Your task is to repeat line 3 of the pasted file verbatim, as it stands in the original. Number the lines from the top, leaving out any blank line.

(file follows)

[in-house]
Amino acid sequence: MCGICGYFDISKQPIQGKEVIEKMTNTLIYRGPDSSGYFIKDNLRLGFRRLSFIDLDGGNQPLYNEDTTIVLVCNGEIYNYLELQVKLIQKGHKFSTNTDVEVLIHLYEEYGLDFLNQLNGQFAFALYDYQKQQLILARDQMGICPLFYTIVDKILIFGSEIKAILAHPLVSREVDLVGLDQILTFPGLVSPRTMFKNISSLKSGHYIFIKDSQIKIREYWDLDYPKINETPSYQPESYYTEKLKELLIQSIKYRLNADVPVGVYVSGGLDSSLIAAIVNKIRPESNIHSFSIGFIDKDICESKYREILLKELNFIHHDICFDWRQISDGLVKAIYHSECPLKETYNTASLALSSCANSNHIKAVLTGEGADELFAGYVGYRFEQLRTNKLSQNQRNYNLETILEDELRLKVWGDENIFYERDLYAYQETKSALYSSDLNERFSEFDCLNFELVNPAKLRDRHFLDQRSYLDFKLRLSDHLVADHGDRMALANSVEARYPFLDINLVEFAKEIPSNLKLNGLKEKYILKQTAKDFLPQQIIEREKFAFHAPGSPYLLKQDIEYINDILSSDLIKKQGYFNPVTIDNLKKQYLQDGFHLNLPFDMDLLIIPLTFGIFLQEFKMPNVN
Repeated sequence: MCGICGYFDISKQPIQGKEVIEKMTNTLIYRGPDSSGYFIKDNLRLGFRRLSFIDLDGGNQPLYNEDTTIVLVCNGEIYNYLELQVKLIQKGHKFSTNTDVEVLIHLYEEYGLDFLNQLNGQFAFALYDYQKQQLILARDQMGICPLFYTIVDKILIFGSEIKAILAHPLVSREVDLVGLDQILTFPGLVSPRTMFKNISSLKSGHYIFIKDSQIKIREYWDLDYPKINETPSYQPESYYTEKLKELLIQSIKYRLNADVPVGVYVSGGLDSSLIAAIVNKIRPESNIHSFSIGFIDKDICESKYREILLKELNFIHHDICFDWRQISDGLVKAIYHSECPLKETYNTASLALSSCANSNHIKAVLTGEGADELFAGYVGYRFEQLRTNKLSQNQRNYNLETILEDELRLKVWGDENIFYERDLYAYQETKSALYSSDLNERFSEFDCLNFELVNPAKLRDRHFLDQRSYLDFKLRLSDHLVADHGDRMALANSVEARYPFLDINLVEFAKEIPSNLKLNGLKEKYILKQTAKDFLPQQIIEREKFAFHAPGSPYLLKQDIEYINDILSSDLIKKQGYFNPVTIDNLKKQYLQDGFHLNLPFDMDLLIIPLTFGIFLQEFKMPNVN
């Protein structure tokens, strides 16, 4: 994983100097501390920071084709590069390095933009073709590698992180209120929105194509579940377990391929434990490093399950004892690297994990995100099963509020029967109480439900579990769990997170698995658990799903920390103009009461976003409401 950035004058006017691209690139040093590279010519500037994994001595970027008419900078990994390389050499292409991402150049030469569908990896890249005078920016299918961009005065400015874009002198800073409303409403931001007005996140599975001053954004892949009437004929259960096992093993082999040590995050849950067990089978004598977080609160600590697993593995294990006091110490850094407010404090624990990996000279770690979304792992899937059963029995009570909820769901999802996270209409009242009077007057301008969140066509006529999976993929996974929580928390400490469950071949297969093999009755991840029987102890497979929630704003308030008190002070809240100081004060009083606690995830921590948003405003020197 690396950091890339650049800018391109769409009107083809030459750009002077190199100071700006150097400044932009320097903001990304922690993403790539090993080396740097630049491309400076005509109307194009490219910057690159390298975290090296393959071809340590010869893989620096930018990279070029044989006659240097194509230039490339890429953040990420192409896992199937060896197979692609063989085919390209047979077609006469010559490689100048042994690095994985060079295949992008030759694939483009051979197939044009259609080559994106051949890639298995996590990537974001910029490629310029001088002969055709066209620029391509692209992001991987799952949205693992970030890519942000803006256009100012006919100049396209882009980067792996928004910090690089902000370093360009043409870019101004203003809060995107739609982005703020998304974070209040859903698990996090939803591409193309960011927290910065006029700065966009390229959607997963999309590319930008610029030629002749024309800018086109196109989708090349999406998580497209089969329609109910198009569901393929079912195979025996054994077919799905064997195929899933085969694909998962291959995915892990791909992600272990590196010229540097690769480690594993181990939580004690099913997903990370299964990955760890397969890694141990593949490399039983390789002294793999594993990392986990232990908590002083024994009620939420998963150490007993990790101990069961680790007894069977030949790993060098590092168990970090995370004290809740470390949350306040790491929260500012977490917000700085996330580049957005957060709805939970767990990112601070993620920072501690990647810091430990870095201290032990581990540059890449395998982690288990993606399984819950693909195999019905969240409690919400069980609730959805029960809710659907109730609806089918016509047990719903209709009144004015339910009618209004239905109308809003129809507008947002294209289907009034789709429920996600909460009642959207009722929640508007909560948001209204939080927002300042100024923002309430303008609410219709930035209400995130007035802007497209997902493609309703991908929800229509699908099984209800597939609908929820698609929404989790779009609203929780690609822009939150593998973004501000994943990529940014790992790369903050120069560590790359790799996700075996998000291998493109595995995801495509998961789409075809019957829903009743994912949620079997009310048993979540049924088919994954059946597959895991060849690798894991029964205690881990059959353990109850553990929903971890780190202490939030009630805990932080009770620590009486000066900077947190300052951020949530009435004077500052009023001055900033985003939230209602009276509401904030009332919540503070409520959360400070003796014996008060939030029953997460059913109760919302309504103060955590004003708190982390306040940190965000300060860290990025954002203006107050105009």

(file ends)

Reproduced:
Repeated sequence: MCGICGYFDISKQPIQGKEVIEKMTNTLIYRGPDSSGYFIKDNLRLGFRRLSFIDLDGGNQPLYNEDTTIVLVCNGEIYNYLELQVKLIQKGHKFSTNTDVEVLIHLYEEYGLDFLNQLNGQFAFALYDYQKQQLILARDQMGICPLFYTIVDKILIFGSEIKAILAHPLVSREVDLVGLDQILTFPGLVSPRTMFKNISSLKSGHYIFIKDSQIKIREYWDLDYPKINETPSYQPESYYTEKLKELLIQSIKYRLNADVPVGVYVSGGLDSSLIAAIVNKIRPESNIHSFSIGFIDKDICESKYREILLKELNFIHHDICFDWRQISDGLVKAIYHSECPLKETYNTASLALSSCANSNHIKAVLTGEGADELFAGYVGYRFEQLRTNKLSQNQRNYNLETILEDELRLKVWGDENIFYERDLYAYQETKSALYSSDLNERFSEFDCLNFELVNPAKLRDRHFLDQRSYLDFKLRLSDHLVADHGDRMALANSVEARYPFLDINLVEFAKEIPSNLKLNGLKEKYILKQTAKDFLPQQIIEREKFAFHAPGSPYLLKQDIEYINDILSSDLIKKQGYFNPVTIDNLKKQYLQDGFHLNLPFDMDLLIIPLTFGIFLQEFKMPNVN